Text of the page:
Then up ahead I saw a pair of loaded bikes coming my way! I always stop and chat with fellow bicycle travelers, so as they got closer I pulled up to a stop. But before they reached me, the woman stopped and started yelling toward me, and, I shit you not, put her hand up in the “Hail” gesture… the same gesture that would’ve meant “Hail Hitler” a couple decades ago… and this is Germany… what is she doing?!? “German? Italian? Spanish? French? Dutch? English?” she shouted, trying to guess my nationality. “English is my first language,” was my only reply, but that was enough. “AMERican!! Helloooo!” Turns out Pam wasn’t a nazi after all; her and her husband Kieth and their little handlebar-basket-sized doggie had just flown in from nine months bike touring in India, ultra-tanned and ready for European food. We traded water and food and had a little break together. They wanted to know if there was a campground, or a bike shop, back where I had come from… “Sorry, I don’t really use such places. But why do you need a bike shop…?” Kieth said his front derailleur was acting up, but someone “with experience” had already looked at it. I offered to have a look, and he didn’t really respond, so after five minutes I just started diagnosing it for him. Right away I noticed the little thumb lever was being impeded by the extra handlebar cushion he had on there. I pointed it out and we pushed it out of the way, allowing the shifter to work normally again. He gave it a test ride, and returned grinning, telling me I should work as a bike mechanic… “Well, actually…” But I couldn’t finish my sentence, because Pam grabbed me in a big thank-you hug! No problem guys, that’s what I’m here for. Farther into the city, still following the river, I found a discarded bag of easter candy – mmm freegan milk chocolate, the perfect surprise for Lily! I also found the public library, without a map, just by asking for directions a few times. Lots of Germans speak English, and they visit the library. We’re not in West Virginia anymore.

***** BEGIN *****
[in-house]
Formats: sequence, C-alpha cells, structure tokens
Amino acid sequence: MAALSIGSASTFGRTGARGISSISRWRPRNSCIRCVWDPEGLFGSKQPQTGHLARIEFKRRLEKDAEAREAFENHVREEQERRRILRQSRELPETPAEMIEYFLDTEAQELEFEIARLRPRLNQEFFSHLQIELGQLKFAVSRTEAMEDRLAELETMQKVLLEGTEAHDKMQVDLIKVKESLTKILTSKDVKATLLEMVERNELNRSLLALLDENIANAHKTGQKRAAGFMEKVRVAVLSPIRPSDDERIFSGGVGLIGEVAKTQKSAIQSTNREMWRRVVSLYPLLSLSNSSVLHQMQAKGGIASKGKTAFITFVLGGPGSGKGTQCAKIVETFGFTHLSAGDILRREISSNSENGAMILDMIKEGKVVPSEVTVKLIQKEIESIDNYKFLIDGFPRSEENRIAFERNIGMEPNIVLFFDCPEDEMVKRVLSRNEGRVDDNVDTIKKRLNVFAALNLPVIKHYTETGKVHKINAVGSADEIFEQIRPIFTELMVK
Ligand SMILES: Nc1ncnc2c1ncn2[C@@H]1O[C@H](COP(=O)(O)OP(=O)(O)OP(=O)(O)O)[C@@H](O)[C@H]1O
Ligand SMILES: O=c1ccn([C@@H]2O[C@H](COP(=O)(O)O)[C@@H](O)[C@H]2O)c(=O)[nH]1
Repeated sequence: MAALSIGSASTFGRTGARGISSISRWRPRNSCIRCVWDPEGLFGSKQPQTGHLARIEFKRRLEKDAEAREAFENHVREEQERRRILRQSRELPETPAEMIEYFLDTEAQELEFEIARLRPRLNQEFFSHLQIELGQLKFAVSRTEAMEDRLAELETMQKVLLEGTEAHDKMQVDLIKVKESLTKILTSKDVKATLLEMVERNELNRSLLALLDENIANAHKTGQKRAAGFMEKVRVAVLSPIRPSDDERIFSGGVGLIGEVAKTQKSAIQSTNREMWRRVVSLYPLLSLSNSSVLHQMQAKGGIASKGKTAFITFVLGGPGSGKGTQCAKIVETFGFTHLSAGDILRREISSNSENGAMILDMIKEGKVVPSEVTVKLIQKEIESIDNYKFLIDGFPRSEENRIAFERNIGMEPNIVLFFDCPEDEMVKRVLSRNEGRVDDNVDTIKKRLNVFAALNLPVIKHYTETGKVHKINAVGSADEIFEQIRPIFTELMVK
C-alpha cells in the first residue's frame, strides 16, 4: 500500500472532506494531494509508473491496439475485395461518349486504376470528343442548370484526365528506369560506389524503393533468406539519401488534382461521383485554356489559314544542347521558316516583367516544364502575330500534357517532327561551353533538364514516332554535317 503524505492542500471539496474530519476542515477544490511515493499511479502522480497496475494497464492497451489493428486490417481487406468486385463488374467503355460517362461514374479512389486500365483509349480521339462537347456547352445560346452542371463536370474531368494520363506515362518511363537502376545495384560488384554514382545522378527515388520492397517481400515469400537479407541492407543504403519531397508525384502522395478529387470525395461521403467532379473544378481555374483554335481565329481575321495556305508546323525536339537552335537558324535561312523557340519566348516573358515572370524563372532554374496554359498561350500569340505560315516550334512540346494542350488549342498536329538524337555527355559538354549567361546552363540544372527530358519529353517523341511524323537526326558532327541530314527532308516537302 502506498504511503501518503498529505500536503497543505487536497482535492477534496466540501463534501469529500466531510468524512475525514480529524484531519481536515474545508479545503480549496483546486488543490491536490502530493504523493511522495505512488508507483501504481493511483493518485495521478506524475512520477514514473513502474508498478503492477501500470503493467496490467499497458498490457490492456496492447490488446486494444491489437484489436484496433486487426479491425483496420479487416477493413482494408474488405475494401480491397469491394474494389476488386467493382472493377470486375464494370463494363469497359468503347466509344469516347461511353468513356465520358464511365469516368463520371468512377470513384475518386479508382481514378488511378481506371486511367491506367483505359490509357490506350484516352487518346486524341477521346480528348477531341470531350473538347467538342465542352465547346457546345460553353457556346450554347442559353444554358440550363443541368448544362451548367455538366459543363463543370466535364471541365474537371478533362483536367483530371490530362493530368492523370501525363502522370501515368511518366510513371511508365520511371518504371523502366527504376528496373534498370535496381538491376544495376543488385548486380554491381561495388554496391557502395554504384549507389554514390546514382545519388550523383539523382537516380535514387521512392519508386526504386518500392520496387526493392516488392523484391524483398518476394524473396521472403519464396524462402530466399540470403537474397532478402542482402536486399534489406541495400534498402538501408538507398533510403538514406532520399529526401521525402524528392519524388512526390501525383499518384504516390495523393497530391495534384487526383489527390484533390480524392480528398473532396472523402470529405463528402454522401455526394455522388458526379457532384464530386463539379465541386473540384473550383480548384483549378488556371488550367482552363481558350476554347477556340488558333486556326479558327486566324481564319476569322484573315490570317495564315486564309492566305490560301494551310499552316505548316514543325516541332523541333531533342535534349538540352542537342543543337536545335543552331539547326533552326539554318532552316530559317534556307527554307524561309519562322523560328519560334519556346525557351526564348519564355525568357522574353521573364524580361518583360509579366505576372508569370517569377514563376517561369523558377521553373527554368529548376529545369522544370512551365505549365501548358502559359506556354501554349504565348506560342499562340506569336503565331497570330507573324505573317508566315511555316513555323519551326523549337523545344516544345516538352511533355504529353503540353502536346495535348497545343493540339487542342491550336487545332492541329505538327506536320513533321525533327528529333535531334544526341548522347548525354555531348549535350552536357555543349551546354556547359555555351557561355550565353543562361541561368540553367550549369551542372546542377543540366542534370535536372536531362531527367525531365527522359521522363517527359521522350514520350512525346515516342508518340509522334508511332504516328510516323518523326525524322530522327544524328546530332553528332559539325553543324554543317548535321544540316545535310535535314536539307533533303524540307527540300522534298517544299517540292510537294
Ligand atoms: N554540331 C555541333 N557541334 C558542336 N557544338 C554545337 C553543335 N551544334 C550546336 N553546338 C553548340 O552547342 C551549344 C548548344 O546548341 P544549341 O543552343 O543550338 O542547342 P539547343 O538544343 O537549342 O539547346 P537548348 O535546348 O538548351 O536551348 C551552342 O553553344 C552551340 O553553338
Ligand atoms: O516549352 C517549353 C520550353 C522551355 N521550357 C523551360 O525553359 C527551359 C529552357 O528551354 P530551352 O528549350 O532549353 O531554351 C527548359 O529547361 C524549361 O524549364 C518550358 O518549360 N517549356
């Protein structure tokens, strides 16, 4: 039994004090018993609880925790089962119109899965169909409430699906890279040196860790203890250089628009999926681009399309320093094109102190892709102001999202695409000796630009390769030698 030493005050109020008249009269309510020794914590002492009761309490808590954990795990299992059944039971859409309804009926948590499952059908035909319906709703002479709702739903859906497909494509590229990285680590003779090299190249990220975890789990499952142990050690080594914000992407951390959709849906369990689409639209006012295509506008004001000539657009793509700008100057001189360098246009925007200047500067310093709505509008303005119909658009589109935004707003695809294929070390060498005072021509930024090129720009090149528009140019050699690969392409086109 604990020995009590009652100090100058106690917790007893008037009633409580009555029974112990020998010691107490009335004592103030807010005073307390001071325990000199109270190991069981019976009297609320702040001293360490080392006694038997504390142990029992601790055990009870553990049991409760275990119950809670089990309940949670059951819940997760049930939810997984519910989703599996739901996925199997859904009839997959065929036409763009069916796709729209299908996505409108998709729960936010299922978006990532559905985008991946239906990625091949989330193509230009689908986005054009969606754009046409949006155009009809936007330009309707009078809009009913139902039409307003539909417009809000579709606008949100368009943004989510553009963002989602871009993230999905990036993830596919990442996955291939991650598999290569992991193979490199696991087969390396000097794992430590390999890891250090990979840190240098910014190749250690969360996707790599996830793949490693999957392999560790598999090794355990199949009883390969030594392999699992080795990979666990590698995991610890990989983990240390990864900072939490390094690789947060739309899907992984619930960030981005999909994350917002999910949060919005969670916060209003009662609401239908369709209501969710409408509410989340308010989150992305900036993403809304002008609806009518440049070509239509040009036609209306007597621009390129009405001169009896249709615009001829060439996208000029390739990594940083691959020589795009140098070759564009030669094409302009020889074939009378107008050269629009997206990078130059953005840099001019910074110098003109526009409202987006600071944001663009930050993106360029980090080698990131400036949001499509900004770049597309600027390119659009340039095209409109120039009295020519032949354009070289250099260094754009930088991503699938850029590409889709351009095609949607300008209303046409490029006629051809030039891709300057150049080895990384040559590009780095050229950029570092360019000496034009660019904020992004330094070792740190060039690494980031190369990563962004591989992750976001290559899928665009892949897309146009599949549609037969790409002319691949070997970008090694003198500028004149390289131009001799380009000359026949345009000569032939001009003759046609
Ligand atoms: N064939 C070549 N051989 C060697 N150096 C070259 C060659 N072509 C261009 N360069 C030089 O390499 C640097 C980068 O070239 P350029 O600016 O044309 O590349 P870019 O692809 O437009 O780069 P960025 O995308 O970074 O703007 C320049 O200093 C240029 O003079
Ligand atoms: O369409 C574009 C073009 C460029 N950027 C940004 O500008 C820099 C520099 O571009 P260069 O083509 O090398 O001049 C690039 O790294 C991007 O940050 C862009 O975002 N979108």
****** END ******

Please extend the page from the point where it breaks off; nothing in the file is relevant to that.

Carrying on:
This was my strategy for finding a campsite: sign up for free internet access at the public library, zoom in on the city with the Google satellite and look for large wooded areas, print out a map to get there, and go explore. It worked a lot better than actually exploring randomly on the ground – by mid afternoon I was stocked up on water and food, in a huge forest park outside Frankfurt, looking for a nice out-of-the way spot we could stay at for a few nights. Eventually I chose a spot behind a mess of fallen trees, back by the train tracks(Lily will love this!) where the equestrian trails were seldom used, and made an extra soft bed under the tent with fallen leaves.